US judge dismisses lawsuit that accused Twitter of providing 'material support' to IS

The suit was filed by family members of two Americans killed in an attack in Jordan last year

US judge dismisses lawsuit that accused Twitter of providing 'material support' to IS

This file photo shows a Twitter app on an iPhone screen in New York | Image: Richard Drew / AP/Press Association Images

A US judge has dismissed a lawsuit that accused Twitter of providing 'material support' to Islamic State.

The lawsuit followed an attack at a training centre in Amman, Jordan last November.

Two US government contractors - Lloyd "Carl" Fields Jr and James Damon - were among the five people killed.

Islamic State claimed responsibility for the attack, saying the shooter - a Jordanian police officer who had been studying at the centre - was acting as a 'lone wolf'.

Family members of the American victims filed a lawsuit looking to hold Twitter liable "on the theory that Twitter provided material support to ISIS by allowing ISIS to sign up for and use Twitter accounts, and that this material support was a proximate cause of the November 2015 shooting".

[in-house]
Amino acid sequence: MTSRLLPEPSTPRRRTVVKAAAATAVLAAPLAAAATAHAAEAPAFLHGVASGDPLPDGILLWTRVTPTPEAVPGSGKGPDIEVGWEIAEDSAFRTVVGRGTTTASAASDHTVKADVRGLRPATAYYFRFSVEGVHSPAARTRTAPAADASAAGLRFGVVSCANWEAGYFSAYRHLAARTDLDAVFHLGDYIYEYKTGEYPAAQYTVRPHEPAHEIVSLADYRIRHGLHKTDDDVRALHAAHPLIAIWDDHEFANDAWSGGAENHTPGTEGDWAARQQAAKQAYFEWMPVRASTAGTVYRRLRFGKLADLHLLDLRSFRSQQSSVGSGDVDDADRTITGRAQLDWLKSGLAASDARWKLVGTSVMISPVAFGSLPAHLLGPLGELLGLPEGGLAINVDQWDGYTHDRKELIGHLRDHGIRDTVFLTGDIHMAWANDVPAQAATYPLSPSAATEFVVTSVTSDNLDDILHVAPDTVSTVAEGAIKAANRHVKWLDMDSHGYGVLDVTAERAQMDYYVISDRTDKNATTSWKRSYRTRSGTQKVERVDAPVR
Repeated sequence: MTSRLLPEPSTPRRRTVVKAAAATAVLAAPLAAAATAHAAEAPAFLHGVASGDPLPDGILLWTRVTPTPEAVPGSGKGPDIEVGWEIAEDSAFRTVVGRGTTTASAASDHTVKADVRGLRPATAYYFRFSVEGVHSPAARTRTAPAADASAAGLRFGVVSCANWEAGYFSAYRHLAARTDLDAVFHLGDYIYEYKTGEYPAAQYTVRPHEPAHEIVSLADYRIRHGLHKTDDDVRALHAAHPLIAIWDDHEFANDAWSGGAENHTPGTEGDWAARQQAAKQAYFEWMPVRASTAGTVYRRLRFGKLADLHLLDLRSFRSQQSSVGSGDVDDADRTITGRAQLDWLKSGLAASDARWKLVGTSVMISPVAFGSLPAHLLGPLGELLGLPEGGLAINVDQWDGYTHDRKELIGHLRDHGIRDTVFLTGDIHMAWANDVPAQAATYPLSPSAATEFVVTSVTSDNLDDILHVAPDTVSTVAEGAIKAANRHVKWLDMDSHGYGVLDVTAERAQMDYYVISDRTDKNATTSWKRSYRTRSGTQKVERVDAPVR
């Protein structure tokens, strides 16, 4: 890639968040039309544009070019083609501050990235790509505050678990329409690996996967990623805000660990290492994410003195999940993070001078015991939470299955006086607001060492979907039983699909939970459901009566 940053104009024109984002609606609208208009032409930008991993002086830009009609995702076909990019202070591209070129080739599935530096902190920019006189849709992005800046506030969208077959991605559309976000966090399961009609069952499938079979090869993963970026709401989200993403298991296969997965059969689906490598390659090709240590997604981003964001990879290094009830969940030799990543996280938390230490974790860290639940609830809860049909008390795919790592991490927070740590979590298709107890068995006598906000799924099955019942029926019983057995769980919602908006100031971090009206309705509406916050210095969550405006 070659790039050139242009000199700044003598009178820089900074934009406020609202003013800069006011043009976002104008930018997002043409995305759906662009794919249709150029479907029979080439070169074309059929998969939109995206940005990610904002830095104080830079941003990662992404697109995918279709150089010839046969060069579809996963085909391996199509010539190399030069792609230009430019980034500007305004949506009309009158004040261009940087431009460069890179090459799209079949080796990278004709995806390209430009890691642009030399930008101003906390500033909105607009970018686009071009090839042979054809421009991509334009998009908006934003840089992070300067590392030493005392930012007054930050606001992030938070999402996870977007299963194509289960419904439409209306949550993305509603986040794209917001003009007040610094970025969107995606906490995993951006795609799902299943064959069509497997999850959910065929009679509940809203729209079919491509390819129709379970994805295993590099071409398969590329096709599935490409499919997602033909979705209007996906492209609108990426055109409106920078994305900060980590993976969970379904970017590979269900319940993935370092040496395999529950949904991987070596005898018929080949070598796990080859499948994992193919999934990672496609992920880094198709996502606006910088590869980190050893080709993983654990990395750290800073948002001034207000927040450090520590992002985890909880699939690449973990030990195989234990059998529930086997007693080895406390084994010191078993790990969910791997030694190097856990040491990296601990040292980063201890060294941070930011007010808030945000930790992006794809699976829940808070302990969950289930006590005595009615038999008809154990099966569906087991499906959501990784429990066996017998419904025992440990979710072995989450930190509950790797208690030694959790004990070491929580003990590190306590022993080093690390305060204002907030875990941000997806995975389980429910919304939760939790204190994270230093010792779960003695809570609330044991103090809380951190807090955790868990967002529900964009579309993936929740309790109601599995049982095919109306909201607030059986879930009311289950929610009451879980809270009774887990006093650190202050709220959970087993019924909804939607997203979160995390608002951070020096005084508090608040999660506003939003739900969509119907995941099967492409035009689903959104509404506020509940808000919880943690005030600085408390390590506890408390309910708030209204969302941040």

The plaintiffs alleged that the social network was being used as a tool for raising funds and attracting new recruits, The Verge reports.

In his ruling, judge William H Orrick said: "As horrific as these deaths were, under the [US Communications Decency Act] Twitter cannot be treated as a publisher or speaker of ISIS’s hateful rhetoric and is not liable under the facts alleged."

The plaintiffs had also argued that potential recruits and IS recruiters "often communicate via Twitter’s Direct Messaging capabilities", and over the course of a year had used the social network to recruit as many as 30,000 foreign recruits.

However, the judge argued: "Apart from the private nature of Direct Messaging, plaintiffs identify no other way in which their Direct Messaging theory seeks to treat Twitter as anything other than a publisher of information provided by another information content provider."

Twitter has been accused by some commentators of being slow to identify and ban IS-linked accounts.

However, the company itself has previously stated it has banned upwards of 10,000 accounts in a single day.